Enhancing the Food and Drug Department

For decades, the Directors of the Government Analyst-Food and Drug Department (GA-FDD) have done yeoman’s working in protecting the health of citizens from unwholesome foods and improper food handling practices.

Going several decades back to the pioneering stewardship of Dr Chatterpaul Ramcharran and then Marilyn Collins, the Directors have functioned with limited manpower and other resources and struggled against the odds. In recent years, the work has continued under Marlan Cole and in the last few months there have been several high profile cases which have underscored both the importance of the GA-FDD work and the dearth of resources available to it.

With a sprawling mandate that encompasses ensuring the imports of all foods and drugs are in compliance with standards, to monitoring labelling of products being sold here to examining sanitary standards in eating places, the GA-FDD has an onerous task. Its responsibilities and needs require immediate attention by the APNU+AFC government to ensure that it can effectively discharge its obligations.

One particular issue that Mr Cole recently invested energy in was the troubling circumstances over the use of water-disinfecting agent Antinfek by the Guyana Water Incorporated (GWI). It now transpires that GWI had used Antinfek to disinfect at least two well stations. This was done even though the water utility’s own Water Quality Manager Donna Canterbury had said that GWI’s laboratory could not test Antinfek when it was being used.

Worse, GWI appeared completely indifferent to the statutory role of the GA-FDD in ruling on the safety of any chemical used in potable water supply.

GWI evinced no respect for the role of the GA-FDD and this is symbolic of the way in which regulatory bodies have been treated by private agencies and even public entities for many years. In some ways, GA-FDD has been seen as an irritant to the plans of importers and others and has not been treated with the respect that its mandate requires. GWI is still to provide a comprehensive explanation to the GA-FDD on how it came to use Antinfek even for exploratory purposes. The water utility must respond to the GA-FDD.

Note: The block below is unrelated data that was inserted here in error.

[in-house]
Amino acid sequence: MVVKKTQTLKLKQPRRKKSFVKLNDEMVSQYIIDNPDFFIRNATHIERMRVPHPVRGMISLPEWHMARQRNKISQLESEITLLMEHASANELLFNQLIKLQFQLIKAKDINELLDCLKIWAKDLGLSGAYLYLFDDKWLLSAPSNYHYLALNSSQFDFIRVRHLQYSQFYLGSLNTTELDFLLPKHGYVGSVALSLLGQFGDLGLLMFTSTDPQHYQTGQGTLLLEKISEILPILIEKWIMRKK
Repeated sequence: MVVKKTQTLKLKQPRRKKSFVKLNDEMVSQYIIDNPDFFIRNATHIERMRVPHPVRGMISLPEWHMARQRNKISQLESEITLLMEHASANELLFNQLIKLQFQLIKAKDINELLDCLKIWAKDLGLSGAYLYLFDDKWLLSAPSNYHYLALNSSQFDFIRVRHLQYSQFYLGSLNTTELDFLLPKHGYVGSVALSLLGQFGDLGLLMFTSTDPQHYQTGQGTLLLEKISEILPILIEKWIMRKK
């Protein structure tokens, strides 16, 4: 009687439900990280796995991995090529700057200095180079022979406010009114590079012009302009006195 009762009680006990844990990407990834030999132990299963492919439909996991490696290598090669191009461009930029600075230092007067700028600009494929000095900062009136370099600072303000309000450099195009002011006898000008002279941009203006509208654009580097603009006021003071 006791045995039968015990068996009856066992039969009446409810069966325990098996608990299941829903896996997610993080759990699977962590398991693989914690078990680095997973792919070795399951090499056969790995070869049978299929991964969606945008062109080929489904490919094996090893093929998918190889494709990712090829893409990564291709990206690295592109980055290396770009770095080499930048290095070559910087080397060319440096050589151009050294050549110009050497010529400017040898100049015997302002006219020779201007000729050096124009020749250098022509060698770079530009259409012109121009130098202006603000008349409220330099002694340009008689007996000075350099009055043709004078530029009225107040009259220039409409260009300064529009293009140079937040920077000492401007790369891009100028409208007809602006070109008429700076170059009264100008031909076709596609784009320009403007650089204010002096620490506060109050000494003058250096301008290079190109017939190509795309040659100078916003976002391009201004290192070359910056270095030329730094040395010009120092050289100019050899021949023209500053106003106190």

It is the government’s responsibility to ensure that it sends an unmistakable signal that it recognises the importance of the role the GA-FDD has to play and it is seized with the importance of properly resourcing it. The previous PPP/C administration made no effort to improve the circumstances of the GA-FDD despite its expanded role and the likely heavier responsibilities if the food export sector here develops. In fact, the PPP/C government displayed signs to the contrary when it uprooted the agency from its Kingston office to make way for the Marriott Hotel. That dislocation caused problems for the GA-FDD as it related to laboratory testing and other matters.

The APNU+AFC administration has to show that it appreciates and recognises the value of the agency. In the 18 months since it has been in office, the current administration has shown poor judgement in determining spending priorities. It has doled out hundreds of millions on a parade ground-cum-stadium at D’Urban Park which will be of limited value and use whereas in its vital day-to-day testing functions the GA-FDD is under severe pressure.

Nowhere was this more evident than in relation to its testing capacity for juice samples that were sent to it by an evaluation committee under the National Procurement and Tender Administration Board. The GA-FDD was unable to assay the various samples that were sent to it for juice content as a piece of equipment had broken down. This underlines how the important functions of the GA-FDD are under threat and as a result juice meant for a school feeding programme has not been adequately tested. The GA-FDD testing would also have been crucial in determining which bidder had a better product. That function has also been negated and it will be interesting to see how the Bid Protest Committee will decide on who should have this contract.

In a column in this newspaper last year, former Head of the Food and Drug Department,  Marilyn Collins said that as a signatory to the World Trade Organisation Sanitary and Phytosanitary Mea-sures, Guyana is “obligated to establish food safety systems that offer appropriate and adequate level of protection to its populace and its trading partners”. This level of protection, she says, “is expected to be premised on sound scientific principles, demonstrating non-arbitrariness and brings into context the underpinning concepts of international rules.”

This indeed places the onus on the government to make certain that the capacity of the GA-FDD to rule on and devise food and drug safety mechanisms is developed and protected.

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